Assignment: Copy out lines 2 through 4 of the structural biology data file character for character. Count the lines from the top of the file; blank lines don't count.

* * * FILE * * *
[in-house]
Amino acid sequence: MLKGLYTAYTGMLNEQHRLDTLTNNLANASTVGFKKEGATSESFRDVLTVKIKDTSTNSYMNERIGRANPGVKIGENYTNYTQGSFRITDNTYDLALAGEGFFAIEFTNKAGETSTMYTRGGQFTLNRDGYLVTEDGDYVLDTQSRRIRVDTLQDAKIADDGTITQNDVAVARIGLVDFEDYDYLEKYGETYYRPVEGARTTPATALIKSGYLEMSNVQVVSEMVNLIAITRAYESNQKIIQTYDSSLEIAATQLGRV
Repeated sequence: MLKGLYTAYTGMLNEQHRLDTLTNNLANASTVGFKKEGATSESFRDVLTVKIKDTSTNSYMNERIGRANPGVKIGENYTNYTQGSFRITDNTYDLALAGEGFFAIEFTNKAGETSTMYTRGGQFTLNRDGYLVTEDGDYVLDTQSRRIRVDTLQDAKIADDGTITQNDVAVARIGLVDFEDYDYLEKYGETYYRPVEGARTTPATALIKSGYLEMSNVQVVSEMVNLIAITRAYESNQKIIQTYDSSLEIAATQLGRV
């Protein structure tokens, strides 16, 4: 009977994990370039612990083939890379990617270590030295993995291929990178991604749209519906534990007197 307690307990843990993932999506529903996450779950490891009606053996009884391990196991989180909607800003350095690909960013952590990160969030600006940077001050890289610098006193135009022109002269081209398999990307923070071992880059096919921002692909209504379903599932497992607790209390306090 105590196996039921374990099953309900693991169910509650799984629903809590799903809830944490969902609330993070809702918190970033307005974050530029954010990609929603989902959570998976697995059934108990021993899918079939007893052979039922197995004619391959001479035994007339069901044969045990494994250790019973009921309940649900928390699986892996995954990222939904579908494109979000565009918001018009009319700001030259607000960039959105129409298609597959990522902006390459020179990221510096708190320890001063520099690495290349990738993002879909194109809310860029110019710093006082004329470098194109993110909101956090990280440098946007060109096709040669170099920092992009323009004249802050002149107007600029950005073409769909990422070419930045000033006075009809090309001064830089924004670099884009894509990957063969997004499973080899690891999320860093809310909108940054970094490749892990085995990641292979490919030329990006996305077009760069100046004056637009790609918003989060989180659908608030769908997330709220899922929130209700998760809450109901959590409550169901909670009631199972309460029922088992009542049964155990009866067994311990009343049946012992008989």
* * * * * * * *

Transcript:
Amino acid sequence: MLKGLYTAYTGMLNEQHRLDTLTNNLANASTVGFKKEGATSESFRDVLTVKIKDTSTNSYMNERIGRANPGVKIGENYTNYTQGSFRITDNTYDLALAGEGFFAIEFTNKAGETSTMYTRGGQFTLNRDGYLVTEDGDYVLDTQSRRIRVDTLQDAKIADDGTITQNDVAVARIGLVDFEDYDYLEKYGETYYRPVEGARTTPATALIKSGYLEMSNVQVVSEMVNLIAITRAYESNQKIIQTYDSSLEIAATQLGRV
Repeated sequence: MLKGLYTAYTGMLNEQHRLDTLTNNLANASTVGFKKEGATSESFRDVLTVKIKDTSTNSYMNERIGRANPGVKIGENYTNYTQGSFRITDNTYDLALAGEGFFAIEFTNKAGETSTMYTRGGQFTLNRDGYLVTEDGDYVLDTQSRRIRVDTLQDAKIADDGTITQNDVAVARIGLVDFEDYDYLEKYGETYYRPVEGARTTPATALIKSGYLEMSNVQVVSEMVNLIAITRAYESNQKIIQTYDSSLEIAATQLGRV
């Protein structure tokens, strides 16, 4: 009977994990370039612990083939890379990617270590030295993995291929990178991604749209519906534990007197 307690307990843990993932999506529903996450779950490891009606053996009884391990196991989180909607800003350095690909960013952590990160969030600006940077001050890289610098006193135009022109002269081209398999990307923070071992880059096919921002692909209504379903599932497992607790209390306090 105590196996039921374990099953309900693991169910509650799984629903809590799903809830944490969902609330993070809702918190970033307005974050530029954010990609929603989902959570998976697995059934108990021993899918079939007893052979039922197995004619391959001479035994007339069901044969045990494994250790019973009921309940649900928390699986892996995954990222939904579908494109979000565009918001018009009319700001030259607000960039959105129409298609597959990522902006390459020179990221510096708190320890001063520099690495290349990738993002879909194109809310860029110019710093006082004329470098194109993110909101956090990280440098946007060109096709040669170099920092992009323009004249802050002149107007600029950005073409769909990422070419930045000033006075009809090309001064830089924004670099884009894509990957063969997004499973080899690891999320860093809310909108940054970094490749892990085995990641292979490919030329990006996305077009760069100046004056637009790609918003989060989180659908608030769908997330709220899922929130209700998760809450109901959590409550169901909670009631199972309460029922088992009542049964155990009866067994311990009343049946012992008989």